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H. G. Wells's Re-Vision of Poe: The Undying Fire and Mr. Blettsworthy on Rampole Island By Catherine Rainwater St. Edward's University Post-modern writers such as Vladimir Nabokov, Jorge Luis Borges, and Milan Kundera are often fond of self-consciously examining the relationship of thenown works to those of their literary precursors. A variety of contemporary critics, most notably Harold Bloom and J. Hillis Miller, likewise reveal a continuing interest in how texts become incorporated into one another. Such writers and critics are not concerned with old-fashioned questions about "sources," but with how the "encapsulated" or subsumed material and the text within which it appears together comprise an intertextual event.1 Some years before the advent of these post-modernist approaches to fiction and criticism, H. G. Wells began experimenting with the conventions of the novel, and he developed ideas and strategies which anticipate a variety of contemporary concerns.2 Aware of his debt to his own literary precursors, Wells early and late in his career overtly declared an ongoing fascination with the fiction of Edgar Allan Poe. In "Popularising Science" (1894), for example, Wells states that "the fundamental principles of construction that underlie such stories as Poe's 'Murders in the Rue Morgue,' or Conan Doyle's 'Sherlock Holmes' series, are precisely those that should guide the scientific writer."3 In a previous article I showed how Poe's art informs some of the early works of Wells, especially "The Red Room" (1895), The Time Machine (1895), The Island of Dr. Moreau (1896), The First Men in the Moon (1901), and Tono-Bungay (1908).4 Wells's preoccupation with Poe's work, however, does not diminish later in his career. Indeed, such works as When the Sleeper Wakes (1899), The Undying Fire (1919), Men Like Gods (1923), Mr. Blettsworthy on Rampole Island (1928), The Croquet Player (1936), and All Aboard for Ararat (1940), written over a period of more than forty years, continue to bear definitive evidence of Wells's interest in Poe's art. However, the novels from Wells's middle and late periods suggest a major transformation of the Poe material, shaped by Freudian psychology, by Darwinian concepts of evolution and, most importantly, by Wells's perpetually revisionary cast of mind that constantly modified even Wells's own ideas.5 The early works demonstrate Wells's debt to Poe for a variety of "principles of construction" and narrative techniques. Perhaps after the fashion of Harold Bloom's rather exaggeratedly combative notion of influence,6 the early works suggest Poe's dominance over Wells's vision. The middle and later works, though, demonstrate Wells's re-vision far more than his emulation of his American predecessor's art. 423 Rainwater: Wells's Re-Vision of Poe Despite the similarities, a revelatory difference between Poe's fiction and Wells's early, Poe-influenced works is that Wells's are not grounded within any coherent, articulated cosmological system such as almost invariably informs Poe's works. Indeed, Poe's fiction and probably some of his poetry cannot be adequately interpreted without reference to this cosmology, most literally stated in his treatise, Eureka (1848). Although from the beginning of Wells's career, Darwinian evolutionary theory underlies his notions about the development of the universe, his early works reveal a reluctance explicitly to posit any system. Perhaps this reluctance explains why, among all Poe's works, Wells apparently attends most to The Narrative of Arthur Gordon Pym (1838), a narrative in which Poe's cosmology is least overtly and coherently evident.7 Wells does eventually formulate his own cosmology, quite different from Poe's yet everywhere suggesting itself as a revision of Poe's. Poe's characters, for example, attempt to reach an already extant ideal realm which lies beyond the earthly and which they can "remember" because the soul issues from it; but the human being shares no part in the creation of this realm. For Wells's characters , however, such as George Ponderevo in Tono-Bungay (who repeats the word "something" over and over again), vague intimations of "something" to be known or attained lead them to imagine an ideal earthly realm, yet to be constructed...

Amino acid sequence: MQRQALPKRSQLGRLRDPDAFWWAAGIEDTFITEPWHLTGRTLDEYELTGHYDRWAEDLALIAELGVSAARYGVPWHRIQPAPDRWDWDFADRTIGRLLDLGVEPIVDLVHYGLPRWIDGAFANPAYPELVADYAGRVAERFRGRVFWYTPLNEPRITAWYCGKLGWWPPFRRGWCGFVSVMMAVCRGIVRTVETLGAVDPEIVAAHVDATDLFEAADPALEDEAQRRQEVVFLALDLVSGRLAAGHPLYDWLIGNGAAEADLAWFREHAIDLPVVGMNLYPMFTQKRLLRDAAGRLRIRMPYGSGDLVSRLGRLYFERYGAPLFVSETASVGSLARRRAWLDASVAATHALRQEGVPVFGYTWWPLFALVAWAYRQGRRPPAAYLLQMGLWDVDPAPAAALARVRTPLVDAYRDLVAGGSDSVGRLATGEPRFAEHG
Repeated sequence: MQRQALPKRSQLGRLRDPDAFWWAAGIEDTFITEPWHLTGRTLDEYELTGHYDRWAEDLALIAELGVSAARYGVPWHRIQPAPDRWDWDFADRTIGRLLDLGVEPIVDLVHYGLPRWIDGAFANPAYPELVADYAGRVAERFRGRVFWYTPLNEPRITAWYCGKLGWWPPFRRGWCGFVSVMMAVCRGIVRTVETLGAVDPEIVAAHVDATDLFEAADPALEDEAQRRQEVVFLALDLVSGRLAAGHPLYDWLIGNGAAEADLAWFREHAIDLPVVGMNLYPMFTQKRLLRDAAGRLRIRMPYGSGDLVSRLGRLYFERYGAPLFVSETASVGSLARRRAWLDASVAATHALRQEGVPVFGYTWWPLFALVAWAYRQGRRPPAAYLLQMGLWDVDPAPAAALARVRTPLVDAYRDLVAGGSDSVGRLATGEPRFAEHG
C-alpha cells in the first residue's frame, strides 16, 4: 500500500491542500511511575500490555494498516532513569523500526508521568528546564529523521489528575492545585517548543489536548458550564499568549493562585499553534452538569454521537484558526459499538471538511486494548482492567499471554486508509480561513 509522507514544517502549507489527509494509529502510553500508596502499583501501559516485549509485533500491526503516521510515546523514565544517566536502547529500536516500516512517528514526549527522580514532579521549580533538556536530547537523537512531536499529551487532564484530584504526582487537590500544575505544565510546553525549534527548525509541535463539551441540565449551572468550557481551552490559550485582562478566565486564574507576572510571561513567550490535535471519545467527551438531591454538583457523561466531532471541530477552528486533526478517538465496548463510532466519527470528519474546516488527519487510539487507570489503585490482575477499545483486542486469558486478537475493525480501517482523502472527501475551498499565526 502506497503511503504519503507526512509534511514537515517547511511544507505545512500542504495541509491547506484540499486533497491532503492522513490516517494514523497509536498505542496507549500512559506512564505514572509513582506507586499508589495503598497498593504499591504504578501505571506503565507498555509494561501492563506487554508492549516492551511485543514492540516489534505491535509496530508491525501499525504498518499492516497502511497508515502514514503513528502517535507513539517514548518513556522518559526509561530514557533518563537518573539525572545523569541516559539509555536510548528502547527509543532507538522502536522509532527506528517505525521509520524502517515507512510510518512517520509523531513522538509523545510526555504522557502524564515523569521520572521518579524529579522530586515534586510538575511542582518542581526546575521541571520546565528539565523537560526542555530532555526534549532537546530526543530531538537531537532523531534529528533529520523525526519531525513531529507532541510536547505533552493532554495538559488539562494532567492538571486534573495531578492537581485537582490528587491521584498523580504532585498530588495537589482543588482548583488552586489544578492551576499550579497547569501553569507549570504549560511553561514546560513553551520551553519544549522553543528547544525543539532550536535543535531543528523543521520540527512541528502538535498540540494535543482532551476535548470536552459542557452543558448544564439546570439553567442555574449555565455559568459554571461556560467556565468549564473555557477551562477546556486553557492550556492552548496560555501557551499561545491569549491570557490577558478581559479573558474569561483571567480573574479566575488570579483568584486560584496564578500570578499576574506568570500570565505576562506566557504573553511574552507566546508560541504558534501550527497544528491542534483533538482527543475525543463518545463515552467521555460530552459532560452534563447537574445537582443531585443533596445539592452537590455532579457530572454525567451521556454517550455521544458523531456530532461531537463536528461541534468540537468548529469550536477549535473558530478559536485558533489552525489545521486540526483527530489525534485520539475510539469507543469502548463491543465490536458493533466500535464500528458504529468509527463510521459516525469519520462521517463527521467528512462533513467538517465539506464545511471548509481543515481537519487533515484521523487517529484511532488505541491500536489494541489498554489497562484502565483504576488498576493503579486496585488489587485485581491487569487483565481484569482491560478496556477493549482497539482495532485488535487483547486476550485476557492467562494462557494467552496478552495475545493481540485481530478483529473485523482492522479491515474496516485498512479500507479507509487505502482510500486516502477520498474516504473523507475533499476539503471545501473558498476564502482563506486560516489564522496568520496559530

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pp. 423-436
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